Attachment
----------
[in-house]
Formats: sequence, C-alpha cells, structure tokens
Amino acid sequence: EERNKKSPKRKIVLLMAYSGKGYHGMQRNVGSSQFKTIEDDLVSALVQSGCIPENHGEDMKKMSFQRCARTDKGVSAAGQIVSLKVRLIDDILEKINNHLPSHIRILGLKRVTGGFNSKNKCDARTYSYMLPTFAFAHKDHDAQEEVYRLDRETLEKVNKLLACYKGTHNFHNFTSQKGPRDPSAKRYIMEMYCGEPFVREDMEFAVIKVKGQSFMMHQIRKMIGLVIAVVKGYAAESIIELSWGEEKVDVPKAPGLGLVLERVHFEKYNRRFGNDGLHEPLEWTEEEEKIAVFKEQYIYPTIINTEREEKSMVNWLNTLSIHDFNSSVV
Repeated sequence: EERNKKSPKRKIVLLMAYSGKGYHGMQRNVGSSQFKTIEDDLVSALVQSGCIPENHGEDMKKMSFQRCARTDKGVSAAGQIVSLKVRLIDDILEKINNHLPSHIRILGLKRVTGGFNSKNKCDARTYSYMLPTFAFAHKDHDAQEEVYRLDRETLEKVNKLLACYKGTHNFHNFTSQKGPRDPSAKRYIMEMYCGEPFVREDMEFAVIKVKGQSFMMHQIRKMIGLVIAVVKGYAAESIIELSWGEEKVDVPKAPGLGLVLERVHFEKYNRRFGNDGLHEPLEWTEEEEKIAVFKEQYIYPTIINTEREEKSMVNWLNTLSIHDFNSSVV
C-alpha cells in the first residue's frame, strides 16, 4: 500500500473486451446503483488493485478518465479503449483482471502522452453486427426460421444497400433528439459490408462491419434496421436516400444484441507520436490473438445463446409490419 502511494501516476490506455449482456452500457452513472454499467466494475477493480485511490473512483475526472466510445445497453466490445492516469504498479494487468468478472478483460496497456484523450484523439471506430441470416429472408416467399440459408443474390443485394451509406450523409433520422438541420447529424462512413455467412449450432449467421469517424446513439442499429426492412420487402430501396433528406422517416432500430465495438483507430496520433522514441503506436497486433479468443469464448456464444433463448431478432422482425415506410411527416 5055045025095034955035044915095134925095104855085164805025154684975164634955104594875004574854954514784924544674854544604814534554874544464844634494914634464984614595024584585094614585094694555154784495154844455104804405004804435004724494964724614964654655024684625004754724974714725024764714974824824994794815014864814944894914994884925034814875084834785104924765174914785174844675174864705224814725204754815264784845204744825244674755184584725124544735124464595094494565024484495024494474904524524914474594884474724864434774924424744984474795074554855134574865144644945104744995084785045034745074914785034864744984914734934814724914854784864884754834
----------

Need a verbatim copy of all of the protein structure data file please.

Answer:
[in-house]
Formats: sequence, C-alpha cells, structure tokens
Amino acid sequence: EERNKKSPKRKIVLLMAYSGKGYHGMQRNVGSSQFKTIEDDLVSALVQSGCIPENHGEDMKKMSFQRCARTDKGVSAAGQIVSLKVRLIDDILEKINNHLPSHIRILGLKRVTGGFNSKNKCDARTYSYMLPTFAFAHKDHDAQEEVYRLDRETLEKVNKLLACYKGTHNFHNFTSQKGPRDPSAKRYIMEMYCGEPFVREDMEFAVIKVKGQSFMMHQIRKMIGLVIAVVKGYAAESIIELSWGEEKVDVPKAPGLGLVLERVHFEKYNRRFGNDGLHEPLEWTEEEEKIAVFKEQYIYPTIINTEREEKSMVNWLNTLSIHDFNSSVV
Repeated sequence: EERNKKSPKRKIVLLMAYSGKGYHGMQRNVGSSQFKTIEDDLVSALVQSGCIPENHGEDMKKMSFQRCARTDKGVSAAGQIVSLKVRLIDDILEKINNHLPSHIRILGLKRVTGGFNSKNKCDARTYSYMLPTFAFAHKDHDAQEEVYRLDRETLEKVNKLLACYKGTHNFHNFTSQKGPRDPSAKRYIMEMYCGEPFVREDMEFAVIKVKGQSFMMHQIRKMIGLVIAVVKGYAAESIIELSWGEEKVDVPKAPGLGLVLERVHFEKYNRRFGNDGLHEPLEWTEEEEKIAVFKEQYIYPTIINTEREEKSMVNWLNTLSIHDFNSSVV
C-alpha cells in the first residue's frame, strides 16, 4: 500500500473486451446503483488493485478518465479503449483482471502522452453486427426460421444497400433528439459490408462491419434496421436516400444484441507520436490473438445463446409490419 502511494501516476490506455449482456452500457452513472454499467466494475477493480485511490473512483475526472466510445445497453466490445492516469504498479494487468468478472478483460496497456484523450484523439471506430441470416429472408416467399440459408443474390443485394451509406450523409433520422438541420447529424462512413455467412449450432449467421469517424446513439442499429426492412420487402430501396433528406422517416432500430465495438483507430496520433522514441503506436497486433479468443469464448456464444433463448431478432422482425415506410411527416 5055045025095034955035044915095134925095104855085164805025154684975164634955104594875004574854954514784924544674854544604814534554874544464844634494914634464984614595024584585094614585094694555154784495154844455104804405004804435004724494964724614964654655024684625004754724974714725024764714974824824994794815014864814944894914994884925034814875084834785104924765174914785174844675174864705224814725204754815264784845204744825244674755184584725124544735124464595094494565024484495024494474904524524914474594884474724864434774924424744984474795074554855134574865144644945104744995084785045034745074914785034864744984914734934814724914854784864884754834